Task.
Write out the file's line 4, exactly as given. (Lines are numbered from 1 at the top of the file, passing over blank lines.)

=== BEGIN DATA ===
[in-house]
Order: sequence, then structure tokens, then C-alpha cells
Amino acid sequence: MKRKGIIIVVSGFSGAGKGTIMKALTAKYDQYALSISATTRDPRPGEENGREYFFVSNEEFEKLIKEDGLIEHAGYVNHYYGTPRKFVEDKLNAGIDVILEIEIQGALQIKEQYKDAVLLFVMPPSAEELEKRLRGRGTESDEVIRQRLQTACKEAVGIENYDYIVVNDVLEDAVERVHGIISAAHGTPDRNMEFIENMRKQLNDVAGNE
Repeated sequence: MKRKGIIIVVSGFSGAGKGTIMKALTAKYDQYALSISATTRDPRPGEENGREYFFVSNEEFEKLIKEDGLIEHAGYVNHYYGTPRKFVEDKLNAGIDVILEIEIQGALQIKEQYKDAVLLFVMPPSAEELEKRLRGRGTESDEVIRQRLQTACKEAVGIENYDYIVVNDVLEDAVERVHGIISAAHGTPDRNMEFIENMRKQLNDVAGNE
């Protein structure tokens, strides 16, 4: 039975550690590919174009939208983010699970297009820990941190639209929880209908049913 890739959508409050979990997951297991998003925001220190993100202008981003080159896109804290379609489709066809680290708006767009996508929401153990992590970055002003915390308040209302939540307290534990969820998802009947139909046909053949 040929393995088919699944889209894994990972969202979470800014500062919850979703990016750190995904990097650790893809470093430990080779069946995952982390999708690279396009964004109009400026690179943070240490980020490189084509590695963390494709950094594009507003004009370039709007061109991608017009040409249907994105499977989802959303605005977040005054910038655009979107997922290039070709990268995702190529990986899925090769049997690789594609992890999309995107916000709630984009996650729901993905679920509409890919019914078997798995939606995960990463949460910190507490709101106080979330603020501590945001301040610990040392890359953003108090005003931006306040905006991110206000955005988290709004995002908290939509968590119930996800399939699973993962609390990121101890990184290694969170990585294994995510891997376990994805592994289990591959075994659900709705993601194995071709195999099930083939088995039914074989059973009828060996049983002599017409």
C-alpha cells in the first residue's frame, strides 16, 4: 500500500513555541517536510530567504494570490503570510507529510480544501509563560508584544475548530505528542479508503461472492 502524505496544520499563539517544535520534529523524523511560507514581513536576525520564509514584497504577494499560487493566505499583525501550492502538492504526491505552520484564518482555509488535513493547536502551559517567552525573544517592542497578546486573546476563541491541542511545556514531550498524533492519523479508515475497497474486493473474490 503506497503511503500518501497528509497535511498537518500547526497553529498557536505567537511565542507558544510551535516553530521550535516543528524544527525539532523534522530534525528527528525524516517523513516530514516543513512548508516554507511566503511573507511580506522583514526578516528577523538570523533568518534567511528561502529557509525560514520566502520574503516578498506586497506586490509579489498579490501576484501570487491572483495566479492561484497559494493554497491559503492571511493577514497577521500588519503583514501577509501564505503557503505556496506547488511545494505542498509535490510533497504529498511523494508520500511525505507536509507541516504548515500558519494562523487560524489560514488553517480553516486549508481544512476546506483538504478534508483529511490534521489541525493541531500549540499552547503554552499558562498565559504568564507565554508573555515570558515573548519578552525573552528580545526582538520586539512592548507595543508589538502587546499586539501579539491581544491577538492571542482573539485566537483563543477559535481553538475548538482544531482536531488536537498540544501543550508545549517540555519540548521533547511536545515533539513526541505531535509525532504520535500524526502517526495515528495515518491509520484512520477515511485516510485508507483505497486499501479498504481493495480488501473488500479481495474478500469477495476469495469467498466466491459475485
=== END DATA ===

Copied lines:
Repeated sequence: MKRKGIIIVVSGFSGAGKGTIMKALTAKYDQYALSISATTRDPRPGEENGREYFFVSNEEFEKLIKEDGLIEHAGYVNHYYGTPRKFVEDKLNAGIDVILEIEIQGALQIKEQYKDAVLLFVMPPSAEELEKRLRGRGTESDEVIRQRLQTACKEAVGIENYDYIVVNDVLEDAVERVHGIISAAHGTPDRNMEFIENMRKQLNDVAGNE